Ms Lindhout said they were released today after a ransom "was paid by our families" to the kidnappers, she told Canadian television in a telephone interview from the hotel in Mogadishu were they were taken by Somali officials.
"I believe they are taking that money and, as far as I understand, they plan on leaving the country," Ms Lindhout told CTV News Channel.
"It's a long story. It's been sort of going on for the last couple of weeks, and tonight finally everything came together and the men who had kidnapped us turned us over to the federal government in Somalia."
Ms Lindhout said she was beaten and tortured while in captivity.
"It was extremely oppressive. I was kept by myself at all times. I had no one to speak to. I was normally kept in a room with a light, no window, I had nothing to write on or with. There was very little food. I was allowed to use the toilet exactly five times a day," she said.
"There were times that I was beaten, that I was tortured. It was an extremely, extremely difficult situation."
She said the kidnappers told her they were beating her because the money "wasn't coming quickly enough".
"They seemed to think that if they beat me enough, then when I was able to speak to my mother - which they would put me on the line with her every couple of months - that I would be able to say the right thing to convince her to pay the ransom for me, which was $1 million," she said.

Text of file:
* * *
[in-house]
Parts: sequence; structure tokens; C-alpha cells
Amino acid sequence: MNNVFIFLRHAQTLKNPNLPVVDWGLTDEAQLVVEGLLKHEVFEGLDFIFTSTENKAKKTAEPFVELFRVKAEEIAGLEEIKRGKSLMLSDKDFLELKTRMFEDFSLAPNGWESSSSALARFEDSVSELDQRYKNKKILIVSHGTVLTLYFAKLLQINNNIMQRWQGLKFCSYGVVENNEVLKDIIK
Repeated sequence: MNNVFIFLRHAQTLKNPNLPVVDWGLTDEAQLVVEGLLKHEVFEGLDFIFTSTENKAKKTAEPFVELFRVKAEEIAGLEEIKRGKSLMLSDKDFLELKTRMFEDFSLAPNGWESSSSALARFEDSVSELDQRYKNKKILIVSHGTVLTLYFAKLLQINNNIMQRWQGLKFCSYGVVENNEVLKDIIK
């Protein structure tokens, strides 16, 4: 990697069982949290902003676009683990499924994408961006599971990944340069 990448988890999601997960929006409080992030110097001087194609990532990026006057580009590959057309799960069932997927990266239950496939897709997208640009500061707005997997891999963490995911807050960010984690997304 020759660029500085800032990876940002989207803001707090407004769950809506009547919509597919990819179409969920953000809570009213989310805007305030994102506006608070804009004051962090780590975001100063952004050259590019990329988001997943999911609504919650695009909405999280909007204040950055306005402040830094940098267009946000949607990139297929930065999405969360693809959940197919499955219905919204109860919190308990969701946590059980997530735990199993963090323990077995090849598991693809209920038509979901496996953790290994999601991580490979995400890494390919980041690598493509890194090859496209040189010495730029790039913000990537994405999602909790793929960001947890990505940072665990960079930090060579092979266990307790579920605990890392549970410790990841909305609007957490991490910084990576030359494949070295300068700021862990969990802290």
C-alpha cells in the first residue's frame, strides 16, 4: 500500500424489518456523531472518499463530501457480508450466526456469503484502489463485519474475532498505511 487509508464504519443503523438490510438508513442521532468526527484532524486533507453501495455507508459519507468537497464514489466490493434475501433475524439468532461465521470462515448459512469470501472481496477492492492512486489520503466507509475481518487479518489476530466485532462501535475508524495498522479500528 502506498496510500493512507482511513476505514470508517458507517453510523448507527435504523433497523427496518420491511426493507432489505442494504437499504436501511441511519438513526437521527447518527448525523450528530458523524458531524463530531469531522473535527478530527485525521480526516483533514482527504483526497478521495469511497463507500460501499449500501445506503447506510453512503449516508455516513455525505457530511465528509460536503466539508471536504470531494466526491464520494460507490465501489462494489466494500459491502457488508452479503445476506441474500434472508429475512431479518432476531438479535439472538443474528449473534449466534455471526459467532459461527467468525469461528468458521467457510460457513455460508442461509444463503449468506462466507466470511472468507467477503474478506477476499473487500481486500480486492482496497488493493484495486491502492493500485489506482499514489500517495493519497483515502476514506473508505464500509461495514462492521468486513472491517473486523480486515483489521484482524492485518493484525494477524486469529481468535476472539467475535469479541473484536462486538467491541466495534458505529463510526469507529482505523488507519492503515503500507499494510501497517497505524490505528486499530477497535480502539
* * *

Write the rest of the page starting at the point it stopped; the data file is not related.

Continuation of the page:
"Of course, my family didn't have $1 million and it didn't matter what I said to them. But they didn't really understand that. They thought: She's Canadian, everyone in Canada is rich. She must have $1 million."
One of the kidnappers, who refused to identify himself, said that a ransom of $US1 million ($1.08 million) had been paid for the pair's release.
Their release was confirmed by an independent source in the Somali capital Mogadishu to an AFP journalist.
Ms Lindhout and Mr Brennan were in a Mogadishu hotel today, pending their departure from Somalia tomorrow.
A hotel employee said the two journalists were "very tired" following the end of their ordeal, one of the longest-running of many kidnappings in the lawless country.
Mr Brennan has told Australia's Channel 7 network he is relieved and safe and looking forward to going home.
A Somali journalist and two drivers were also taken hostage but were freed after 177 days in captivity. They were unable to identify their captors or the motives for the kidnappings.